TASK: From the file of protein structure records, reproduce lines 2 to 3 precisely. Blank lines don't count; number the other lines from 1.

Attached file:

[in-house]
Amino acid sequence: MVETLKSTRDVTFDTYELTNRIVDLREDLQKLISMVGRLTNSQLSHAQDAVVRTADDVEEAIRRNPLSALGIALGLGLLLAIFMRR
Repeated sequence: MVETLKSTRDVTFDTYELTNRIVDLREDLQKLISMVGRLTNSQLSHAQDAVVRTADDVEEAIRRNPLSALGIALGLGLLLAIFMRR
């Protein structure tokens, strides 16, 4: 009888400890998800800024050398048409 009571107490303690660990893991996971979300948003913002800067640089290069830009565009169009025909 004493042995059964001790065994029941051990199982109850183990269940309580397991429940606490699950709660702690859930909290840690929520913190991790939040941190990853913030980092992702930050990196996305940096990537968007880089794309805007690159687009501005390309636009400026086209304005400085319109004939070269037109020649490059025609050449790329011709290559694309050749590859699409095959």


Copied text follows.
Amino acid sequence: MVETLKSTRDVTFDTYELTNRIVDLREDLQKLISMVGRLTNSQLSHAQDAVVRTADDVEEAIRRNPLSALGIALGLGLLLAIFMRR
Repeated sequence: MVETLKSTRDVTFDTYELTNRIVDLREDLQKLISMVGRLTNSQLSHAQDAVVRTADDVEEAIRRNPLSALGIALGLGLLLAIFMRR